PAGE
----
Insiders: Apple’s focus on privacy hinders Siri development

Apple’s focus on privacy in recent years has hindered the development of Siri digital assistant, say former employees of the American company in business newspaper The Wall Street Journal. As a result, Apple was surprised by the competition.

Apple only collects data anonymously and deletes data after six months by default. As a result, the employees who work on Siri have less data at their disposal to make the system better than at Amazon, Google and Microsoft, writes The Wall Street Journal. The data is needed to train the system in speech recognition and in distinguishing voice sounds from background sounds.

As a result, development sometimes goes awry, says former employee Jason Douglas. “It paralyzes you. The iTunes Store has good data, but its scale is not Amazon or Google’s.” In addition, there was internal unrest at the division that developed Siri. First, Apple brought two teams together and then put a manager there who knew nothing about voice-activated systems. This led to several experts leaving, according to the business newspaper.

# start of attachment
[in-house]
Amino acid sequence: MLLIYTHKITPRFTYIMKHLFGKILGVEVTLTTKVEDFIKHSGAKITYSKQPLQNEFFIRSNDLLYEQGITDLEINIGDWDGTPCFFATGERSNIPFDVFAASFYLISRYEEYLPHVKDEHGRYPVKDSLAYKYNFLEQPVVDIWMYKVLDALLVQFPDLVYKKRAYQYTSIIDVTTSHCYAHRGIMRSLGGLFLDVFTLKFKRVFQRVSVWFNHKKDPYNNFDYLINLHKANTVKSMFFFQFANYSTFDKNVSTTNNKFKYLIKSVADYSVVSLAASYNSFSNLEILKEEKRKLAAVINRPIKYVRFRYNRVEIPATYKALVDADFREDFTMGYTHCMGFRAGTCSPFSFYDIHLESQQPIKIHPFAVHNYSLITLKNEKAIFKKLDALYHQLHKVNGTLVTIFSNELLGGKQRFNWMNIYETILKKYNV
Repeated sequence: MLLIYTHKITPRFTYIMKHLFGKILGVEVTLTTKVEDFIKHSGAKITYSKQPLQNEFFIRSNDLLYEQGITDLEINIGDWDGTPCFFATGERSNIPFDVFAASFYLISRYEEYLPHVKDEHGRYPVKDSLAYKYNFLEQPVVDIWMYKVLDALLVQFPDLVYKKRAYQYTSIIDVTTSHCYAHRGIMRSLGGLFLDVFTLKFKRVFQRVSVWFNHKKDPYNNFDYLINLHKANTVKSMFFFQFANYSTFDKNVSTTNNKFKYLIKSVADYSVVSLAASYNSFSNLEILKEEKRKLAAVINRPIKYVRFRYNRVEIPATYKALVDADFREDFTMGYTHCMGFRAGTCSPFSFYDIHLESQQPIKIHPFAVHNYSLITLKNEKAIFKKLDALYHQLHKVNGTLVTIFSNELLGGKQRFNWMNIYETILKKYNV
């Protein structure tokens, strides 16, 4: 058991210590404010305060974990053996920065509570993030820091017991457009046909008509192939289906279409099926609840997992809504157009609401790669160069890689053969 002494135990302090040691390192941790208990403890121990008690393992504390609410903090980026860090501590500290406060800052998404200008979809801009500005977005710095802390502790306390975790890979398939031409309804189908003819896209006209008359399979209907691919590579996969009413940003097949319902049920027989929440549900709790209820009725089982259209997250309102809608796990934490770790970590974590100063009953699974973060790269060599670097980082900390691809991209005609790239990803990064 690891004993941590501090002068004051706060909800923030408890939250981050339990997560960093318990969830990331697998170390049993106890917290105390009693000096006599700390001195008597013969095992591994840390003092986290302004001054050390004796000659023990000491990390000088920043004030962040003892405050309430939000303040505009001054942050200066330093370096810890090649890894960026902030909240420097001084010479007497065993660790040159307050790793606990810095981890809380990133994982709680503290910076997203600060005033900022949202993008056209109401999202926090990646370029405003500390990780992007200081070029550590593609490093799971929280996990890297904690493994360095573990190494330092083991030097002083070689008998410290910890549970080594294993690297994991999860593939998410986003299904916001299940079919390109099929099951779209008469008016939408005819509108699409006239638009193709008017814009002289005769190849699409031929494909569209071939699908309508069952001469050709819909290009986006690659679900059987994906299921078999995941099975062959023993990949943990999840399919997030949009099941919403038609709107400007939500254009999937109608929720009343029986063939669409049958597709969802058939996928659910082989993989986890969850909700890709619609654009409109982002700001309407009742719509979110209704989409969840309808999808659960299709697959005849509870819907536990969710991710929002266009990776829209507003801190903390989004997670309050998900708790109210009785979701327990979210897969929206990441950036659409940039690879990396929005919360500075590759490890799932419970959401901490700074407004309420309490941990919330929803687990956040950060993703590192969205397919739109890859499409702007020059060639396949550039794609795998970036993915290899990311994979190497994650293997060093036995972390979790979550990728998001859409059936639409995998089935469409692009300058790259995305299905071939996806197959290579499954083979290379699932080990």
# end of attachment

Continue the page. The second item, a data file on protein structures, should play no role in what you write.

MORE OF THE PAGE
Apple introduced Siri in 2011 along with the iPhone 4s. The manufacturer was the first with a built-in digital assistant. Google came a little later with Now and last year with Assistant, Microsoft showed Cortana in April 2014 and Amazon showed Alexa for the first time half a year later. Digital assistants use machine learning to better recognize and interpret words.